1986 Chevrolet El Camino; photo by Bill Vance. Click image to enlarge
By Bill Vance
When Ford introduced its 1957 Ranchero sedan-pickup, it was a new direction in pickup trucks. Based on a passenger car chassis, it had car-like driving characteristics. It was really a two-door Ford station wagon with a smoothly integrated utility box replacing the rear seats.
Being car-based, it had access to all the car’s options and conveniences, and was aimed at light duty commercial users such as gentlemen farmers and field supervisors who wanted a little more glamour and luxury.
Although new to North America, sedan-pickups were popular in Australia where they were known as Utes (for utility). A few British manufacturers also produced car-based pickups.
1959 Chevrolet El Camino; photo by Wikipedia user vegavairbob. Click image to enlarge
Chevrolet’s response to Ford’s Ranchero was the 1959 El Camino (Spanish for “the road’) sedan-pickup based on the Chevrolet car. It had Chevrolet’s “bat wing” rear fins, and its slim pillars, large wraparound windshield and full rear window gave 360-degree visibilty. The bench seat accommodated three passengers.
The El Camino had the Chevrolet X-braced frame, and the steel-floored cargo box had a volume of 934 litres (33 cu. ft.). Suspension was by coil springs all around and payload ranged up to 522 kg (1,150 lb) depending on suspension and powertrain.
Engines ran from the standard 3.8-litre “Hi-Thrift” overhead valve, 135-horsepower inline six, to a 4.6-litre “Turbo Jet” V8, to a 5.7-litre 335-horsepower “Turbo Thrust” V8. Transmissions were a column shifted three-speed manual, available with overdrive, a two-speed “Powerglide” automatic or “Turboglide” automatic. A floor-shifted, four-speed manual was available with higher output engines.
1975 Chevrolet El Camino; photo by Wikipedia user Rogerd1955. Click image to enlarge
The El Camino carried into 1960 with the car’s less flamboyant styling featuring flatter rear fins. But for a couple of reasons, after only two model years, the El Camino would then take three years off. The first reason was that the two-door, full size Chevrolet wagon on which it was based was discontinued, and second, a sales slide from over 22,000 in 1959 to about 14,000 1960s was discouraging.
It finally reappeared in 1964, now based on the mid-sized Chevelle two-door wagon. Although based on the intermediate size car, its box was bigger than the original in both depth and length. The Chevelle was a good choice because the industry was on the verge of the big-engine-in-a-light-car “muscle car” craze, kicked off by the 1964 Pontiac GTO. Chevrolet soon entered the race, and because the El Camino was based on the Chevelle it could join in too.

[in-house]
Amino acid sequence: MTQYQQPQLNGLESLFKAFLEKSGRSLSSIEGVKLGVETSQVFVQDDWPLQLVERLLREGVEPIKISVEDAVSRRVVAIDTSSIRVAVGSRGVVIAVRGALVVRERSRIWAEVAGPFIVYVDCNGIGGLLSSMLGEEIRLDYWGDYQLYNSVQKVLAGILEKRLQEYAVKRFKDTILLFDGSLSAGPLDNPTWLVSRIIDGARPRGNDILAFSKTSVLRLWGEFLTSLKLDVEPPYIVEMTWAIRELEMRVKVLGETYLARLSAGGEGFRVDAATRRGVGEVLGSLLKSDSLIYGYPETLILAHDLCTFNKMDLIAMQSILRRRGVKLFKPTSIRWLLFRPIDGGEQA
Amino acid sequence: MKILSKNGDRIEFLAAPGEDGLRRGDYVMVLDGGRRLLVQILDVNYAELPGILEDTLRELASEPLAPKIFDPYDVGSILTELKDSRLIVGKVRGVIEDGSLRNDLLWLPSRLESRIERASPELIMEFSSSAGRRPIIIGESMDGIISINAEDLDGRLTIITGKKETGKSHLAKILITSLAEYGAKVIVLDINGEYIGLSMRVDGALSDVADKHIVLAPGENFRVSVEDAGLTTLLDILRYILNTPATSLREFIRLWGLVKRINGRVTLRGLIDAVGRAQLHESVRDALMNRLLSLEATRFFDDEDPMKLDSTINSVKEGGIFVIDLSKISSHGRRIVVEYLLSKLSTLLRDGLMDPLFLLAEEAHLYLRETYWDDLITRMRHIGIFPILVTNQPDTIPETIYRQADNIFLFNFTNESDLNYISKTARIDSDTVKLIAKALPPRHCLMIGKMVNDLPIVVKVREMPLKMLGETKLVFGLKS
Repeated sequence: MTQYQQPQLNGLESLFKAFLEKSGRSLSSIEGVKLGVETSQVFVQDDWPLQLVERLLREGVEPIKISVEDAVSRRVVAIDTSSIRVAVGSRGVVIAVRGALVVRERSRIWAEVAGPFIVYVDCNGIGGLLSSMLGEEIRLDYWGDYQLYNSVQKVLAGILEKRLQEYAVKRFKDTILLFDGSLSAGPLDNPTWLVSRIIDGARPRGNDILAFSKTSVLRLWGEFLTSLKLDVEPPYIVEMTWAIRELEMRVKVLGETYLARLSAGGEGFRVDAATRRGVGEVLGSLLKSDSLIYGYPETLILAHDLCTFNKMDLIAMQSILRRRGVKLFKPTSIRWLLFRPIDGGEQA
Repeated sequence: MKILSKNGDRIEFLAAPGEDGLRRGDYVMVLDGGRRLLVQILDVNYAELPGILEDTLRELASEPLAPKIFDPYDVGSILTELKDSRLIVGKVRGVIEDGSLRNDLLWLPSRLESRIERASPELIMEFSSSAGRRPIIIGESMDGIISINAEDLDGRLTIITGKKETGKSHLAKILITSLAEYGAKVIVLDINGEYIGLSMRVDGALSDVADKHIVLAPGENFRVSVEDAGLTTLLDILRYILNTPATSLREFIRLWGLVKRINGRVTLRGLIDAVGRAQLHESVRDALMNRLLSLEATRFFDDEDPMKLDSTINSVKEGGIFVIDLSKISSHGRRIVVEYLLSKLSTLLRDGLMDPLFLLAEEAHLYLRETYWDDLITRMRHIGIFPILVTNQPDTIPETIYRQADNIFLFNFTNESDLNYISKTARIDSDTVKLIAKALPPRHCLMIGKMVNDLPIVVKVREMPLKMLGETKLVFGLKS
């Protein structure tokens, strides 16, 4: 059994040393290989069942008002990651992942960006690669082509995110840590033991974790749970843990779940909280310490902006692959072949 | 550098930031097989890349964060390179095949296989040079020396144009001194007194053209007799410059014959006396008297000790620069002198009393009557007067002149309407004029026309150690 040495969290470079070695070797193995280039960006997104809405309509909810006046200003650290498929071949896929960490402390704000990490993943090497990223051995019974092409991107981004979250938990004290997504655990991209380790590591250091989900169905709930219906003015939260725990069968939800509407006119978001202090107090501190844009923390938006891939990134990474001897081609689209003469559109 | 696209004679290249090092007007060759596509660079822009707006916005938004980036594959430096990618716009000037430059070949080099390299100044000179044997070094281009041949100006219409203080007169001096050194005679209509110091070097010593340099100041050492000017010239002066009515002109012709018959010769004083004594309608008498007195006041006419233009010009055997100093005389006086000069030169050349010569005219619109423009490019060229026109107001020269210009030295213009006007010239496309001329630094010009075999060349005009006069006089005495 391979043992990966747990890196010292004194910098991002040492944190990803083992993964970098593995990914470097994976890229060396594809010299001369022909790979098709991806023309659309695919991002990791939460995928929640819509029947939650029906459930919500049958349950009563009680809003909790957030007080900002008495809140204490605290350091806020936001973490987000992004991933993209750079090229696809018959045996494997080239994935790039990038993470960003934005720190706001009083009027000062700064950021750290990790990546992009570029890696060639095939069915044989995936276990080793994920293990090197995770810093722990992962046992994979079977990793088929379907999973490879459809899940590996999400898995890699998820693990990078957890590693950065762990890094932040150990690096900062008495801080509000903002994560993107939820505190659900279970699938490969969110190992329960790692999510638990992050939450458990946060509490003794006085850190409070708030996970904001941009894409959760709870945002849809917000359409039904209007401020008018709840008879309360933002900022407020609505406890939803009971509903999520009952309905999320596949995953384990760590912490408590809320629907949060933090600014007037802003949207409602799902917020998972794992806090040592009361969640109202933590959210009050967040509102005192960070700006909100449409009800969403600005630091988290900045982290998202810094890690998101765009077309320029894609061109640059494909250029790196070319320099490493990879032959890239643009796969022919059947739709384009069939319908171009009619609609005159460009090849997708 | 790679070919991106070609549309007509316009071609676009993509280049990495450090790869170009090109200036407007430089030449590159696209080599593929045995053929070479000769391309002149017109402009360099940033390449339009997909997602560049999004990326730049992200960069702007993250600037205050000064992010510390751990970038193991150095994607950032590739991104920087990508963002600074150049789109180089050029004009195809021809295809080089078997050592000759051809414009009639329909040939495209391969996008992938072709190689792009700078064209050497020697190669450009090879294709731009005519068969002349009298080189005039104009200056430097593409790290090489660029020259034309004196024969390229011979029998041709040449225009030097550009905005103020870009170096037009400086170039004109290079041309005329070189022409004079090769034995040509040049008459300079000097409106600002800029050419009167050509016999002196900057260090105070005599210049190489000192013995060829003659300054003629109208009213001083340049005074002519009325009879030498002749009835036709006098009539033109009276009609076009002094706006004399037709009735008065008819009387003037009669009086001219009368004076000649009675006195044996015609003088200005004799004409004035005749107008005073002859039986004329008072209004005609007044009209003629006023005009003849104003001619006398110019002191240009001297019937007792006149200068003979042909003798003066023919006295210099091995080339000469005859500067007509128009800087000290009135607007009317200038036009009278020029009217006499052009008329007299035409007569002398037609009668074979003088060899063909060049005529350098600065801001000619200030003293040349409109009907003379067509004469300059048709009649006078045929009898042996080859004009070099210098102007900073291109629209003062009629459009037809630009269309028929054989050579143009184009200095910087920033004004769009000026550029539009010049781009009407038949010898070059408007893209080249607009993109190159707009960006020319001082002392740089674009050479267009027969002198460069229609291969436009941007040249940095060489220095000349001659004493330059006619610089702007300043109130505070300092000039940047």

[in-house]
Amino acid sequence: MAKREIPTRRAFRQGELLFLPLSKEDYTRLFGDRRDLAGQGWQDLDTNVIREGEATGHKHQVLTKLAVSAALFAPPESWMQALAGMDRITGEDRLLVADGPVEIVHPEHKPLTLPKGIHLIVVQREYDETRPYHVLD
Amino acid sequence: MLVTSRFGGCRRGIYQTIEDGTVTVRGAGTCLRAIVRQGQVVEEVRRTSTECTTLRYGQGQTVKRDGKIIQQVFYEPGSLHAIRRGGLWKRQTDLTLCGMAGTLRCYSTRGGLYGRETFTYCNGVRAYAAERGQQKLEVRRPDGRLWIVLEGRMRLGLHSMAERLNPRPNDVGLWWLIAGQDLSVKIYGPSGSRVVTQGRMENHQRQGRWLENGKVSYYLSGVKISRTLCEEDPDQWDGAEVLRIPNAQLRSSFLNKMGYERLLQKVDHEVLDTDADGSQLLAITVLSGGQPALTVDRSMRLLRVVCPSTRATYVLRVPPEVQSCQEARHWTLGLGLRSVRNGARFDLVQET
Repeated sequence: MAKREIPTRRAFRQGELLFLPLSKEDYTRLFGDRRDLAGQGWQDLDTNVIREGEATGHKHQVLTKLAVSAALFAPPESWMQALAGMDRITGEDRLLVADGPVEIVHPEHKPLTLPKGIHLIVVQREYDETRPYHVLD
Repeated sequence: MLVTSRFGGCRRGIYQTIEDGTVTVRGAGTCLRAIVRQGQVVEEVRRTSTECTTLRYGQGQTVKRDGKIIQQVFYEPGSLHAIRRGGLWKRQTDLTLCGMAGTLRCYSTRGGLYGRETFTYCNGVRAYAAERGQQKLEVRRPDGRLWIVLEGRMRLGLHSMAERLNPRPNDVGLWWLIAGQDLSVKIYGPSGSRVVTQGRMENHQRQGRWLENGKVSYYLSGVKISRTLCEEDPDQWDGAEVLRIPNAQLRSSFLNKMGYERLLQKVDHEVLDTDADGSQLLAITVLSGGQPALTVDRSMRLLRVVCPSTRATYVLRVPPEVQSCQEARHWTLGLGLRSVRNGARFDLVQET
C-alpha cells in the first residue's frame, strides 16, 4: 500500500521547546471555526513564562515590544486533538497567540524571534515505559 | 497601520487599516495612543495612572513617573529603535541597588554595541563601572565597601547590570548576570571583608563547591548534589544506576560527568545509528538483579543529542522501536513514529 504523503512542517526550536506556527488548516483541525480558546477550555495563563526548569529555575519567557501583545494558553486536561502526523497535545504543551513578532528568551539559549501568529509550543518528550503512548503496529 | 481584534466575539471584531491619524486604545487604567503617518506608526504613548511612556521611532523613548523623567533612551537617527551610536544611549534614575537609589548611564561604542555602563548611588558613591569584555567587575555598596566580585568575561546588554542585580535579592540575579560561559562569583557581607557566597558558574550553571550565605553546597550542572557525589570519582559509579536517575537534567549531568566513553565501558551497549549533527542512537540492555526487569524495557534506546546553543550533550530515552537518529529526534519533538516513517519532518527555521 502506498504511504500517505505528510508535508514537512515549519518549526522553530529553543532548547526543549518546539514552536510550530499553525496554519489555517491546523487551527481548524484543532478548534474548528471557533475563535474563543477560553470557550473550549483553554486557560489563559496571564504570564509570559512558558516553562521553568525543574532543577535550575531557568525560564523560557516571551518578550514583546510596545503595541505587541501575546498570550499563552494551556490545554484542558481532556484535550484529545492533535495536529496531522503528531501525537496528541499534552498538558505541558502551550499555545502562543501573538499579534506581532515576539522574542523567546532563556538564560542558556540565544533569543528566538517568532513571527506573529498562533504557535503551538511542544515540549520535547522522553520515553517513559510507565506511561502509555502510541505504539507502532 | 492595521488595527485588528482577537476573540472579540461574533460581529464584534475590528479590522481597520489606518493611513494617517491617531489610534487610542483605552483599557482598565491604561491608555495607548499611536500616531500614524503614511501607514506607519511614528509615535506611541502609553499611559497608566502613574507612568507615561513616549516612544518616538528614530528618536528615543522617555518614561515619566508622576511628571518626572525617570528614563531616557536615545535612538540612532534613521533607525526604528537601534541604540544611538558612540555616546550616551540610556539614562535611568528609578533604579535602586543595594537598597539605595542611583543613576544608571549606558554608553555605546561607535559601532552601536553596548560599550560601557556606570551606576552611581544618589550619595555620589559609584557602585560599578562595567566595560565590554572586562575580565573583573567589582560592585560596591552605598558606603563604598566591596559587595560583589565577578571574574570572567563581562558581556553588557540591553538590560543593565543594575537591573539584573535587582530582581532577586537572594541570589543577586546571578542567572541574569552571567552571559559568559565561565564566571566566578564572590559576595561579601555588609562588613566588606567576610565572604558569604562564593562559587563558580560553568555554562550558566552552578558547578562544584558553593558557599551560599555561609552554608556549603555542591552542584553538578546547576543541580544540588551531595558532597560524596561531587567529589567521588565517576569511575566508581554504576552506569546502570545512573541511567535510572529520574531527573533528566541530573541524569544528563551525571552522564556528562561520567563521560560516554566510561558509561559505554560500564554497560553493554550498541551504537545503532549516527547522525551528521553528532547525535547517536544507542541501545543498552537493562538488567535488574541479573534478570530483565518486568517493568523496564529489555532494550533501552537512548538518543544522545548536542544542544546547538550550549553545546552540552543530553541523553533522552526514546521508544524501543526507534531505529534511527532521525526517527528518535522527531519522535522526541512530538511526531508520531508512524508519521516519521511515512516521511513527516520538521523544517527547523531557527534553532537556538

Almost all options available for the Chevelle SS 396 muscle car could be had by El Camino buyers wanting to turn them into high performance machines. In addition to the country squire and horsey set, it began to attract a new clientele, one looking for speed not cargo-carrying. By 1968, Chevrolet emphasized the sporty aspect by offering the El Camino SS 396 with the 396 cu. in. (6.5 litre) V8. The market was clearly ready: ’68 El Camino sales rose 20 per cent to almost 42,000, its highest so far.
In 1969, sales increased again, so Chevrolet responded for 1970 with an even bigger optional engine, the tire-smoking El Camino SS 454 with 454 cubic inches (7.4 litres). Ford had been also active with the muscle, culminating in its 429 cubic inch (7 litre) Cobra Jet V8 for the 1970 Ranchero GT.
1979 Chevroelt El Camino; photo by Wikipedia user Agrestik. Click image to enlarge
Just when muscle cars were at their peak, changing conditions began to emasculate them. With 1971 models, compression ratios began falling in anticipation of the non-leaded gasoline needed for catalytic converters. That and other emissions hardware gradually sapped engine power, soon killing the muscle car.
But being classed as a truck, the El Camino escaped the worst of emission controls and carried on with SS models and high performance V8s for several years, a kind of sleeper vehicle for performance enthusiasts.
In 1971, the El Camino was joined by the corporate clone GMC Sprint, which became the GMC Caballero in 1978. Although competitor Ford Ranchero disappeared in 1979, the El Camino was able to keep interest up with such options as the Royal Knight and Diablo featuring special striping on a black exterior.
Over the years, the intermediates grew bigger, and the El Camino along with it. This was addressed in 1978 with the final generation El Camino based on the smaller Chevrolet Malibu wagon. It was a trimmer and lighter with a V6 as standard engine and a V8 optional.
The El Camino carried on for a few more years, but minivans and sport utilities were gaining popularity. Its last full year was 1987 followed by a few ’88s. The El Camino was always a niche vehicle that, with a short hiatus, had a 30-year run. And to prove the concept never dies, Chevrolet introduced a kind of El Camino reincarnation, the SSR Sport Truck, in 2003.